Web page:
Caring For Avians

Husbandry Essentials for Your Birds

Macaw on a perch

Birds are popular household pets. Both apartment dwellers and those with large homes can care for a pet bird equally well. Birds are a vibrant, vocal, jubilant addition to the home and can lead happy, healthy lives in captivity, some even living to age 70. As with any pet, there are specific care guidelines to take into account when you welcome a bird into your home.

Making a Cage a Home

A bird cage is an important part of keeping your bird at his best. It is, after all, the bird’s home and the place where he will spend most of his time. Where cages are concerned, bigger is always better, according to Mueller Medical Center. At the very least, your bird should be able to spread both wings without touching the sides of his cage. Be mindful however, of bar spacing – your bird should not be able to fit his full head through the bars.  Perches in the cage are also key. They should be of varying thickness and preferably made of natural branches.

Birds need interaction within the home environment. Placing your bird’s cage in a room where there is a lot of activity, such as a living room, will help keep him entertained. If your bird’s cage is located in a more isolated area it will take extra effort on the part of the owner to be sure he gets necessary mental stimulation and interaction.  Evaluate your bird’s proximity to the kitchen and the homes ventilation so the bird is not exposed to harmful cleaning and cooking fumes.

Daily inspection of your bird’s cage can also help keep him healthy.  This will allow you to observe droppings (very important sign of your pets’ digestive health), remove or repair demolished toys and interact with your bird.  Regular cleanings also help to maintain optimal health of your bird and your family, bird dander and dried droppings can cause irritation for those with sensitive respiratory systems.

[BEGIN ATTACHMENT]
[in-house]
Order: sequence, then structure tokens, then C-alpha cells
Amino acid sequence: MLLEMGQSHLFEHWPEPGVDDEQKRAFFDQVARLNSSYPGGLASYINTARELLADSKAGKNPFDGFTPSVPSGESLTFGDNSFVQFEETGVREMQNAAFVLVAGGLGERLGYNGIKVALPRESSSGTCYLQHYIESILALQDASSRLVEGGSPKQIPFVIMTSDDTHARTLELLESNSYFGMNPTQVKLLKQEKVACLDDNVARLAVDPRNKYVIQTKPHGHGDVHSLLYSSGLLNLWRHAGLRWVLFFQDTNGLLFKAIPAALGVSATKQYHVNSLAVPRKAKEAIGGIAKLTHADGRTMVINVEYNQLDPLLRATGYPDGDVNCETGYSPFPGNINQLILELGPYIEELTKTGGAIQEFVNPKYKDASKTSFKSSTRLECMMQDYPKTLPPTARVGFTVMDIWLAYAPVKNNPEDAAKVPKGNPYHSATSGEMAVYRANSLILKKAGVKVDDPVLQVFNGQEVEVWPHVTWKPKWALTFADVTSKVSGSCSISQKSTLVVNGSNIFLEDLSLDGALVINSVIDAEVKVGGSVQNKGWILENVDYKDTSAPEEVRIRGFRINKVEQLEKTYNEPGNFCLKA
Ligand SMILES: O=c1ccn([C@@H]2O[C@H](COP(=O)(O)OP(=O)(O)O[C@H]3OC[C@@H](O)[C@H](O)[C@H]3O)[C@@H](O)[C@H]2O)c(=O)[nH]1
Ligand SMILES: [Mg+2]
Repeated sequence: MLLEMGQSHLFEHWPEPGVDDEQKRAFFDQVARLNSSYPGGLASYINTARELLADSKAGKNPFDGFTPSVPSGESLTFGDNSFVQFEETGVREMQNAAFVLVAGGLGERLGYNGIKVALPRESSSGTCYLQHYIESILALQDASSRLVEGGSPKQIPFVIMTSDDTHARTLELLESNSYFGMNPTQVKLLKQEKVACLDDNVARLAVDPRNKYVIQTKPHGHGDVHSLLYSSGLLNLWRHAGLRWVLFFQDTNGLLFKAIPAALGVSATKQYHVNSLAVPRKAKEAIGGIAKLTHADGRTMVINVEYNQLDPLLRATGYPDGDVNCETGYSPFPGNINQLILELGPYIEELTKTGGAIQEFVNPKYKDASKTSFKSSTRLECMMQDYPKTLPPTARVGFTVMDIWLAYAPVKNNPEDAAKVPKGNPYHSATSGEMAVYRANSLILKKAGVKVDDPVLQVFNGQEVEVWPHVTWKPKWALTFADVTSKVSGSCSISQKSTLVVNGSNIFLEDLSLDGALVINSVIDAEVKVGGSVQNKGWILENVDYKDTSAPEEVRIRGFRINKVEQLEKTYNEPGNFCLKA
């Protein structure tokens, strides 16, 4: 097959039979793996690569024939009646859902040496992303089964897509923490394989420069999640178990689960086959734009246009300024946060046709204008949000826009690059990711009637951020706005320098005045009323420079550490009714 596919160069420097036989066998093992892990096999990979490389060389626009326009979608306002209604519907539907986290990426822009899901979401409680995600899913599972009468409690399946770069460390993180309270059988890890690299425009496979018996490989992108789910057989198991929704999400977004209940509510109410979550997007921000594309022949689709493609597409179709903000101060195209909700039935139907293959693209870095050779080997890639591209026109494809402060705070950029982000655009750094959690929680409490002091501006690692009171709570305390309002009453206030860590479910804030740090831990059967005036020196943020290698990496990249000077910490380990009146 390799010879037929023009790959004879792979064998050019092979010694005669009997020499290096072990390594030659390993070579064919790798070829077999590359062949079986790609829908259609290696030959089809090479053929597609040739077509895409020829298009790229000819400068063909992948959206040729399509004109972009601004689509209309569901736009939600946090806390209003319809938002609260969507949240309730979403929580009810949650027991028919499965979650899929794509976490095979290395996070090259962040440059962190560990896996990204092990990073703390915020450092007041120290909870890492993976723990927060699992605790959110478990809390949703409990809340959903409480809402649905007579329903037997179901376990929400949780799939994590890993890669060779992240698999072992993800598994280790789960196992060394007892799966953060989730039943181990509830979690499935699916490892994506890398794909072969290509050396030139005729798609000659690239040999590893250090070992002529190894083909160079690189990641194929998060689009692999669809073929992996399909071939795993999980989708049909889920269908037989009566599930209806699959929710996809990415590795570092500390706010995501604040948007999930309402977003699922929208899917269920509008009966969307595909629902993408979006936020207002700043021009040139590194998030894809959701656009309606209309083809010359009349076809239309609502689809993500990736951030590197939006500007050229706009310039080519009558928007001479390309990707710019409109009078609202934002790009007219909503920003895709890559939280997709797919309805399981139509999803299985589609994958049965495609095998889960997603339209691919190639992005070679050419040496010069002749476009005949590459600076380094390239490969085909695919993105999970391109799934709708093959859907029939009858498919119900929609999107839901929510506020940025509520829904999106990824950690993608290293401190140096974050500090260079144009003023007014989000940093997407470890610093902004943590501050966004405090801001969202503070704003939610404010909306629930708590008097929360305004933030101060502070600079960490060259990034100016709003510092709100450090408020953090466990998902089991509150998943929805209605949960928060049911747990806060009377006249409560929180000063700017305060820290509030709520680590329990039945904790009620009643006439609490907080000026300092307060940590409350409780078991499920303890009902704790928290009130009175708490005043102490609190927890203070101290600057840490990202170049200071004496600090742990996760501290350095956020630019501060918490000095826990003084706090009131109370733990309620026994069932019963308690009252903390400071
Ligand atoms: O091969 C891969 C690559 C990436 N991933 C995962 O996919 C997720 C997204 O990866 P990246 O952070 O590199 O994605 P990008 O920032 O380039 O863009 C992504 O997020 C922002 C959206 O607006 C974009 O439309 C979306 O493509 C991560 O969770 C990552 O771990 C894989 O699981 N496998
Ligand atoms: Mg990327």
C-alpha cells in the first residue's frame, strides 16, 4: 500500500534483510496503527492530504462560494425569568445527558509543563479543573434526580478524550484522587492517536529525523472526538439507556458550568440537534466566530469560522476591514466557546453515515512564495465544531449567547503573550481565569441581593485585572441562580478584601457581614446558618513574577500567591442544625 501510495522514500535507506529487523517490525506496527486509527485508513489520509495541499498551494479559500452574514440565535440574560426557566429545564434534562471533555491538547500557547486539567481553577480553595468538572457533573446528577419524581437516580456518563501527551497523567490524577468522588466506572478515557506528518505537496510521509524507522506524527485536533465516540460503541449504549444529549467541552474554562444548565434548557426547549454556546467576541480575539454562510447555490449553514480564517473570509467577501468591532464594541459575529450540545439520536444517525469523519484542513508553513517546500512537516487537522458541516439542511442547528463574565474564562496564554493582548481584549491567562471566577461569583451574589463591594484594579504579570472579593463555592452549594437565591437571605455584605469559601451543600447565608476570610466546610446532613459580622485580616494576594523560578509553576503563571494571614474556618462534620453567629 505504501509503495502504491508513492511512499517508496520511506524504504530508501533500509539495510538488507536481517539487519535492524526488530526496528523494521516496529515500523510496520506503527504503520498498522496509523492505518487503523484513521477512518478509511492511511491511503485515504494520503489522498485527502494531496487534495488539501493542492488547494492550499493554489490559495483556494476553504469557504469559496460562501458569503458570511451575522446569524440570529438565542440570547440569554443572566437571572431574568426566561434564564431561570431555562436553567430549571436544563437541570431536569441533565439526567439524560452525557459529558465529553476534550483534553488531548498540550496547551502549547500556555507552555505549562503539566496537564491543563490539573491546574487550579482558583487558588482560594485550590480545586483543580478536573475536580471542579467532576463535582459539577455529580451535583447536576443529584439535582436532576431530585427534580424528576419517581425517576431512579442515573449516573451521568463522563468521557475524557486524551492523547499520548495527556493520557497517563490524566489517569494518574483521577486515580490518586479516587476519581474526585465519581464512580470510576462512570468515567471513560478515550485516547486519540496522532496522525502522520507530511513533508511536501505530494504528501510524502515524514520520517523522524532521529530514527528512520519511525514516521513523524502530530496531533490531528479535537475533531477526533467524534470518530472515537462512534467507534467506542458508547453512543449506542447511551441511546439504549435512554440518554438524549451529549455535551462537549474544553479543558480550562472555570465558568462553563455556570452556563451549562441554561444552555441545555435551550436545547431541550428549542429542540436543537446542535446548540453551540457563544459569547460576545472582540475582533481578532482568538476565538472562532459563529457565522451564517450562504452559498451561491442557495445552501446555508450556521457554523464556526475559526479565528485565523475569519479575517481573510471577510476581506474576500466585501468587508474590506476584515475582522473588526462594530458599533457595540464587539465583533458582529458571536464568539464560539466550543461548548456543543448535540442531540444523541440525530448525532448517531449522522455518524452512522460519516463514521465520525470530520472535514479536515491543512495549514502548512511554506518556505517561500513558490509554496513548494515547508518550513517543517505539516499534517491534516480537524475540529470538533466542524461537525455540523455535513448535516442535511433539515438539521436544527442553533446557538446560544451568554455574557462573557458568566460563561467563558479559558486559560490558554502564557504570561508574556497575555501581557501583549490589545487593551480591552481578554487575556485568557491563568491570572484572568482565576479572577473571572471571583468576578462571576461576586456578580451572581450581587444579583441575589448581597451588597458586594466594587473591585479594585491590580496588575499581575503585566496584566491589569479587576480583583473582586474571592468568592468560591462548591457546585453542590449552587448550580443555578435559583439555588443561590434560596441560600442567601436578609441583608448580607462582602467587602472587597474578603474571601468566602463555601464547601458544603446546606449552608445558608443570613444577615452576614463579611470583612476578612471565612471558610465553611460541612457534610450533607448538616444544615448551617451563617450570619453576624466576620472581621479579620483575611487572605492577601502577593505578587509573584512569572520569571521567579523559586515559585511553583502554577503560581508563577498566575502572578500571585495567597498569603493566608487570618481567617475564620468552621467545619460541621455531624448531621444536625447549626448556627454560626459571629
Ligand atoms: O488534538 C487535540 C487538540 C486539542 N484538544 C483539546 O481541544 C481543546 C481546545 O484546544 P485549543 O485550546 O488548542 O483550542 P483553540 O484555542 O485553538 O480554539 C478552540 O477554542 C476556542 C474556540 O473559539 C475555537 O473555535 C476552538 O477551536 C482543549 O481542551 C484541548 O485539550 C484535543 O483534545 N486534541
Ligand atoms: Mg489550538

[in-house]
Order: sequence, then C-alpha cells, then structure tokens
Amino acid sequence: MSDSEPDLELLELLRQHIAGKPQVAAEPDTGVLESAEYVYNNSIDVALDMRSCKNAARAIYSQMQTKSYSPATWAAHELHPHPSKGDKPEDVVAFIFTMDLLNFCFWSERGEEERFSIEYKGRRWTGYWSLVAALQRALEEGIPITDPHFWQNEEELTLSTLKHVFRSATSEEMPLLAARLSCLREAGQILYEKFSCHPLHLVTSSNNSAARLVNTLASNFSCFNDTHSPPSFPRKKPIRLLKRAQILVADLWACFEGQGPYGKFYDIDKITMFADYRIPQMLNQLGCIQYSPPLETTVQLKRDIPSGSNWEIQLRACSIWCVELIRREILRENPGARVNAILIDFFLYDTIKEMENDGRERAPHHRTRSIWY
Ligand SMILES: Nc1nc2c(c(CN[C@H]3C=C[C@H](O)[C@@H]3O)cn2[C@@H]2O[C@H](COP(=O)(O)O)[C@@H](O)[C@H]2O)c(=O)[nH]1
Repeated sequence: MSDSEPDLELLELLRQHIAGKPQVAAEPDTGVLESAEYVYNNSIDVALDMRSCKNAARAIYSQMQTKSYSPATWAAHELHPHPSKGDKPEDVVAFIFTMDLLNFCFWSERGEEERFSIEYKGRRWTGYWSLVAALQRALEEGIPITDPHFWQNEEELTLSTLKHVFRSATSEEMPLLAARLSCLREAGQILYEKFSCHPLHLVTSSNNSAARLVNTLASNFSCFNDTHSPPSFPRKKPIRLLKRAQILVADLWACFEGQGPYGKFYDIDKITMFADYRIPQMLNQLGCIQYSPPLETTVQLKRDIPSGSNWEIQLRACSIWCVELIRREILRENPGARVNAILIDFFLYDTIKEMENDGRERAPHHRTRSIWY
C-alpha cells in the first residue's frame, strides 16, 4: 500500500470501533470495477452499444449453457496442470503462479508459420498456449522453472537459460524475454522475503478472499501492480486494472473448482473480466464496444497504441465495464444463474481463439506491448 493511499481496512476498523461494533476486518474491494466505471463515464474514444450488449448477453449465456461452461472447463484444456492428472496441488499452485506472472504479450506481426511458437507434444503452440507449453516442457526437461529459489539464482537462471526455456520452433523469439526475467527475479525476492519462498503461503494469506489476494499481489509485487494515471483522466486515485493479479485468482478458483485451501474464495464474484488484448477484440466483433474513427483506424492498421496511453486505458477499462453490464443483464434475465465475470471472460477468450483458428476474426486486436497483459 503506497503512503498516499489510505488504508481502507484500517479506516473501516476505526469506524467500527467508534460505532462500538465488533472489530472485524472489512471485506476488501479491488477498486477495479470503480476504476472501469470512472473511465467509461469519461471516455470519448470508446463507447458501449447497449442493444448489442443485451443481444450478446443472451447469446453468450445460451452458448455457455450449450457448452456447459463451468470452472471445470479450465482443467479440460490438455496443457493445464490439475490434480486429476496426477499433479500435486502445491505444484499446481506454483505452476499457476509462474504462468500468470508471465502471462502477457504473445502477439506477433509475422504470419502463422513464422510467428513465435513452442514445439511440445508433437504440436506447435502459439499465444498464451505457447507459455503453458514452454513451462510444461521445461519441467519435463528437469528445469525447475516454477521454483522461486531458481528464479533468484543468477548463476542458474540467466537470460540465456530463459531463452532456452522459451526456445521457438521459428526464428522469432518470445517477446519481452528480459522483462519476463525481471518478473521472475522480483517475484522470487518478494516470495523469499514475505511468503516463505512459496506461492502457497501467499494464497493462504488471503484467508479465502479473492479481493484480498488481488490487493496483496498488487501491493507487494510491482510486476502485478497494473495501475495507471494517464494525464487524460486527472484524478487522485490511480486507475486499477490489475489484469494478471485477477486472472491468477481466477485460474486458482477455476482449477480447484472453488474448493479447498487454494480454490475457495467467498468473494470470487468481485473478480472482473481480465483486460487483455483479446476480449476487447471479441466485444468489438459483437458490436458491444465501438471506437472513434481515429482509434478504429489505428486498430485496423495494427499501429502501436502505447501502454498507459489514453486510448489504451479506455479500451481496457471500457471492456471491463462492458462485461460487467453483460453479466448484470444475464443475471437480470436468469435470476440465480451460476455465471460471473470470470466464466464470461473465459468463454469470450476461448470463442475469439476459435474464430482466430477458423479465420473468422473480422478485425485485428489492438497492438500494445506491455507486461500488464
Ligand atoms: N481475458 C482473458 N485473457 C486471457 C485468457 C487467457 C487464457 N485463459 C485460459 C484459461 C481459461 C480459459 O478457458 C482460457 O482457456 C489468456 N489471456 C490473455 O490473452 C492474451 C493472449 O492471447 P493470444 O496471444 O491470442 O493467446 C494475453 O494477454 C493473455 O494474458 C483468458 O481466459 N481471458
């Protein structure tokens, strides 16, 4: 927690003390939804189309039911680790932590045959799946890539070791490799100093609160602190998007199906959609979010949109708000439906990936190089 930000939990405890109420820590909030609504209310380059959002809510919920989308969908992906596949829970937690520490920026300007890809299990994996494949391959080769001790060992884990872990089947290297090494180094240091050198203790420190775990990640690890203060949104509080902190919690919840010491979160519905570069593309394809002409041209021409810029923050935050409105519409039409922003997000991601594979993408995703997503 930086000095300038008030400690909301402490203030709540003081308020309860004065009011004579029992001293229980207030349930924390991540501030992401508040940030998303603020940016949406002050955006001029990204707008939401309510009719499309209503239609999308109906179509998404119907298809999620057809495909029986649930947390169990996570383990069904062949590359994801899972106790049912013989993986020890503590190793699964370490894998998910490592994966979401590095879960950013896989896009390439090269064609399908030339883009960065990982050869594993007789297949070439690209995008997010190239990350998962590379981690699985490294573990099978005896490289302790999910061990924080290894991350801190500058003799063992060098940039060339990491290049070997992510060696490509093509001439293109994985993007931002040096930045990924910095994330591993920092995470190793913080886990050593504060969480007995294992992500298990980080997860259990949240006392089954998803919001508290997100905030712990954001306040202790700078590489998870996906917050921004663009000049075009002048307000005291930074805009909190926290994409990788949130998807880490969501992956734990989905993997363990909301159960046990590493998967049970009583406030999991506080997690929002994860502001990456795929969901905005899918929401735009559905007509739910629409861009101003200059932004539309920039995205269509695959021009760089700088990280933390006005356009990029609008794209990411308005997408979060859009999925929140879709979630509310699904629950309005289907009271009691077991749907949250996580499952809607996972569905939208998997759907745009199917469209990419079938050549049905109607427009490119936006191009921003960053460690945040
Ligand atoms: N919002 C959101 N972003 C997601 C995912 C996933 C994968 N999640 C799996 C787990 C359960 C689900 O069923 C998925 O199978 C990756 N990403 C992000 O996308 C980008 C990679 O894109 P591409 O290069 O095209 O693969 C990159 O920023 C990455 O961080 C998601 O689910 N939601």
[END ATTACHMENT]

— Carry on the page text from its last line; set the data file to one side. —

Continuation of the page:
Working Out Is For the Birds

Daily exercise is as important for birds as it is for humans, says Dr. Paul Skellenger. One way to exercise your bird in his cage is by placing a variety of foods at different locations in the cage. This will encourage your bird to move, and will also help keep his mind stimulated through foraging.


Daily exercise is as important for birds as it is for humans.

Providing toys for the bird is another way to incorporate exercise and prevent boredom. Some recommended toys include:

  • Rawhide shapes
  • Natural branches
  • Keys
  • Metal mirrors (monitor interaction with mirrors – some birds become aggressive and protective of the “other bird” during mating season)

Though exercise outside the cage is possible, it must be done carefully. Do not let your bird out of his cage in a kitchen, where he could burn himself on an appliance and always keep you bird supervised during playtime.

Unfiltered UVA and UVB sunlight can be very beneficial for your birds overall health.  On warm days many birds enjoy being outside it the natural sunlight.  This can be accomplished safely with a few precautions.  A smaller, outdoor cage or large flight cages can be used to keep your bird safe.  You can also find retail leash and harness combinations to make your outdoor time enjoyable for you both.